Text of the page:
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Archive for September 5th, 2014

Boat Blog: The Odyssey 2014 Day 20

Posted by indigodream on 5 September, 2014

Rewind to Sunday 27th July (posted from Congleton)

Stoke Pound (Tardebigge Bottom Lock) to Dunhampstead Bridge

Wonderful views..

Wonderful views..

Thanks to my cold, I had a rotten night’s sleep. However, I had a treat in the morning, Richard cycled off to get the car (parked at Alvechurch) and I got into bed for a few hours with Ollie. In fact I had some extra time – Richard had trouble navigating over the tunnels! My lie-in was refreshing and so, by late morning, I was somewhere near a fit state for cruising.

Our plans to go along the Droitwich had now changed to a vague ambition to get to Worcester. As I got comfy on the helm, a winged seed from an nearby sycamore tree drifted down to my land on my lap before the wind picked it up for the next stage of its own odyssey. That’s about as focussed as our plans are at the moment – blown by the wind of chance – hard to believe that we were ever focused enough to come third in the BCN Challenge!

But the wind of chance blowing us towards Worcester was particularly sweet. Cousin Denise and husband Wyn, both experienced Indigo Dreamers, were coming up to the Cotswolds for a mini-break on Thursday 31st. She got in touch to find out whether the boat was in the Cotswolds – result! We move down to Worcester, they’d book an extra night at a local B & B and we’d have a catch-up cruise together next Saturday.

Several boats went past us in the morning but after the early rush to tackle the Tardebigge, we had the canal largely to ourselves. Despite the mighty fall down the Tardebigge, there were still a LOT of locks between us and Worcester. We didn’t get into the same routine as yesterday, but we still did well, first down the Stoke flight then the Astwood locks. We passed the narrow entrance to the Droitwich and carried on south.

Where does that path go to....?

Where does that path go to….?

But by the time we got to Hanbury Wharf it was gone 2pm, with several hours cruising and the long drive home in front of us. I got a bit daunted and looked with longing at the visitor moorings at Dunhampstead. We cruised past, undecided, and were thinking of looking for moorings at Tibberton, when we came to a winding hole and decided to turn back. By now, the cold that had beset me overnight had settled into my ears, so I was feeling very peculiar. We hastened back to Dunhampstead. On the way down, I’d seen the sign for the visitor moorings but there didn’t seem to be a restriction. When we moored up, we walked the moorings and found that they were only 48 hour – b$%%^&. But I was done for, the moorings were empty and we decided to moor there anyway and contact CRT for an extension on Monday.

Richard once again got on his bike and cycled back to Stoke Pound for the car. I packed the boat ready for a quick getaway and had another welcome snooze.

This weekend was the hottest cruising weekend of the year for us (we’ve lounged at home during the previous hot weekends) so it had to be the time that our fridge broke down. We removed the controller unit, which we suspect is the problem, for return to the manufacturers, Shoreline. Luckily we didn’t have much food that needed refrigeration, but we did miss cold drinks and ice!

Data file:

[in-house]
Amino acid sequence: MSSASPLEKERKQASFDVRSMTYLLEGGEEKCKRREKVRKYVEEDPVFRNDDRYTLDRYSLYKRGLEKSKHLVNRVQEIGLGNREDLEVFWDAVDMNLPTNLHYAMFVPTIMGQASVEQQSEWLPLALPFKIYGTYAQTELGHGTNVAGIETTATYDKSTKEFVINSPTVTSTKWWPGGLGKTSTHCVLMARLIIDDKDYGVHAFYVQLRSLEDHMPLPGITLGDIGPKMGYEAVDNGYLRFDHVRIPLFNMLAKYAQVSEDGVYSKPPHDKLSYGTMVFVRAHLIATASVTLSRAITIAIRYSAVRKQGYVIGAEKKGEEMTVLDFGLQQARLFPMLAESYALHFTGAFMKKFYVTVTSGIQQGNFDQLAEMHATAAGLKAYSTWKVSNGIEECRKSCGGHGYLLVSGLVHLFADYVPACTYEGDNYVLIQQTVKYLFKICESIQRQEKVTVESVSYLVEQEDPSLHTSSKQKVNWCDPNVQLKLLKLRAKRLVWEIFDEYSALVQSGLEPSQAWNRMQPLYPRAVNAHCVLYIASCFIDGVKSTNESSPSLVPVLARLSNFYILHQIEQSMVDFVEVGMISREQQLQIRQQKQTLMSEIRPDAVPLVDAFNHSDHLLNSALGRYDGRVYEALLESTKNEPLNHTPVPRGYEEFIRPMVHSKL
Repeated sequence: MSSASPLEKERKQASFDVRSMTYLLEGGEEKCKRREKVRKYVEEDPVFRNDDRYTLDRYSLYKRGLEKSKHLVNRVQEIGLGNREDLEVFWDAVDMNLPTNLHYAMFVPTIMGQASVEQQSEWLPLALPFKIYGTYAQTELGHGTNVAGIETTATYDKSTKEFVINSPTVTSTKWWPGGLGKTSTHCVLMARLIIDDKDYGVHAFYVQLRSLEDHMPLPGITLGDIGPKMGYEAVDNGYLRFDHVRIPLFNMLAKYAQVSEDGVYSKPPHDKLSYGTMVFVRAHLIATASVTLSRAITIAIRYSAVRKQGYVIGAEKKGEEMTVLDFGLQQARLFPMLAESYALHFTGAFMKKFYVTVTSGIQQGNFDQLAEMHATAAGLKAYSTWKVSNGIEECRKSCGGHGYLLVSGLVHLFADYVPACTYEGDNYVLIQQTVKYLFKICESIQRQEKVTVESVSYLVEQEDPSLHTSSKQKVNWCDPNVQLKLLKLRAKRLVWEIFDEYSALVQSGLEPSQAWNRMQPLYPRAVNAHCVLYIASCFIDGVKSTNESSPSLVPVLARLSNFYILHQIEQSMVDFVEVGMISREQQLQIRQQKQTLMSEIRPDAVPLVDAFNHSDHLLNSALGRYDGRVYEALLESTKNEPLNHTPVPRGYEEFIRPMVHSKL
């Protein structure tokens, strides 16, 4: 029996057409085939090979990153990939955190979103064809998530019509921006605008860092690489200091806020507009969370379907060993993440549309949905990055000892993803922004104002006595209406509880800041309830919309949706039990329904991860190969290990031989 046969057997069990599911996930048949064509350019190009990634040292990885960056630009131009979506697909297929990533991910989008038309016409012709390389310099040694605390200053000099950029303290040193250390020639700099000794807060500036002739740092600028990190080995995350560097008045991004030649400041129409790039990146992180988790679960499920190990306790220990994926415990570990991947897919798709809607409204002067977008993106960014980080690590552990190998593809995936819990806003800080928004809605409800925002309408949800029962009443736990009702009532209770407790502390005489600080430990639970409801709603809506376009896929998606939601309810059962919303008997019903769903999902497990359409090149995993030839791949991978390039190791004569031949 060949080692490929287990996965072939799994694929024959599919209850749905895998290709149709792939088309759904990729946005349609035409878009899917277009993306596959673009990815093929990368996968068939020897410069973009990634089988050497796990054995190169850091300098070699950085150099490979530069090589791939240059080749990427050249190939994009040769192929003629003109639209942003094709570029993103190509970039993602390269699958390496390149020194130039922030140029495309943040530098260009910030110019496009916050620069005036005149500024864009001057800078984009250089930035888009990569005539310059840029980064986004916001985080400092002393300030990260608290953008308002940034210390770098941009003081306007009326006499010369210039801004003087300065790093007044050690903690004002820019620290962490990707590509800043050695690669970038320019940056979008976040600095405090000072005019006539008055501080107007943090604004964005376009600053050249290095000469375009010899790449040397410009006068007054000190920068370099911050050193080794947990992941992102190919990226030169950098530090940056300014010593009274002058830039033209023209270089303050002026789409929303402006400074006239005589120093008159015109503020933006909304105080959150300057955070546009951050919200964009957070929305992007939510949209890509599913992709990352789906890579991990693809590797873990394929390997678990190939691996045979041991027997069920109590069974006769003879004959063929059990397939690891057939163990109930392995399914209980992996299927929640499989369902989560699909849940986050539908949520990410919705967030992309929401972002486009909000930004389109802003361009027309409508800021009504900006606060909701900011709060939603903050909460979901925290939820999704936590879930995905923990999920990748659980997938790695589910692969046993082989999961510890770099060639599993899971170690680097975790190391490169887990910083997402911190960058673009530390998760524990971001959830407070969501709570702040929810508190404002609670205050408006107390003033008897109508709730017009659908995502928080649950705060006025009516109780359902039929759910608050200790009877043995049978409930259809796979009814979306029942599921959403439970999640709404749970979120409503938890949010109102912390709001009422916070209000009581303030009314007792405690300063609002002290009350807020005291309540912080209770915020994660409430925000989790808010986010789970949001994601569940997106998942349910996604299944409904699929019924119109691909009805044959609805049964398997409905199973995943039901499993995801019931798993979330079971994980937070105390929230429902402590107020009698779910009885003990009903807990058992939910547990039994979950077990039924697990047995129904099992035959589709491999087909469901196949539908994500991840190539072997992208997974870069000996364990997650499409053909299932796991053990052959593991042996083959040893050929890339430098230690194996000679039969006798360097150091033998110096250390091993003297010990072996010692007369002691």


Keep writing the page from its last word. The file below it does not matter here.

Although I was desperate to get home, we set ourselves up for the drive by having a proper long, cold drink at the Fir Tree Inn. We’d have eaten there too, but they don’t serve food on Sunday afternoon/evening. Still, our drinks refreshed us enough and I drove us home in reasonable time.

Today’s Trivia

You’ll see below a photograph of a blue brick embossed with the name “Joseph Hamblet” dated 1894. I though I’d find out whether they were original and they are – 120 year old bricks looking brand new! Joseph Hamblet founded the Piercy brickworks in West Bromwich where they were renowned for making blue bricks. There’s a fascinating article in the Black Country Bugle which gives more on his history. The blue bricks were very strong – apparently they were crush tested by the Institutiion of Civil Engineers in 1886 – they reported that “Hamblet’s bricks proved the superior, requiring, on average, a force of over 16,000 lbs / sq. in. to completely crush them.”. Now in modern money that is 110 N/mm², most really good blue engineering bricks nowadays struggle to achieve 75 N/mm². Hardly surprising that they became the building material of choice for major infrastructure projects – like canals!


Love these embossed bricks - were they really made in 1894?

Love these embossed bricks – they can tell us so much about the history of the canal…

I had less luck finding out about P W Bennitt - presumable another local brickmaker...

I had less luck finding out about P W Bennitt – presumable another local brickmaker…

Windmill - never noticed that before....

Windmill – never noticed that before….



It's a long fall to the Severn, then another long fall to sea level...

It’s a long fall to the Severn, then another long fall to sea level…

Such a pretty lock cottage - the garden was immaculate...

Such a pretty lock cottage – the garden was immaculate…

Rural idyll...

Rural idyll…

The entrance to the Droitwich canal - looks enticing - but not today... :-)

The entrance to the Droitwich canal – looks enticing – but not today… 🙂

More wit :-D

More wit 😀

Pretty as a picture...

Pretty as a picture…

Wonder what's lurking under this towpath??

Wonder what’s lurking under this towpath??

This is exactly as I remember it from our trip here in nb Dragonfly

This is exactly as I remember it from our trip here in nb Dragonfly

And so it was in Septmber 2005, when Indigo Dream was named :-)

And so it was in September 2005, when Indigo Dream was named 🙂


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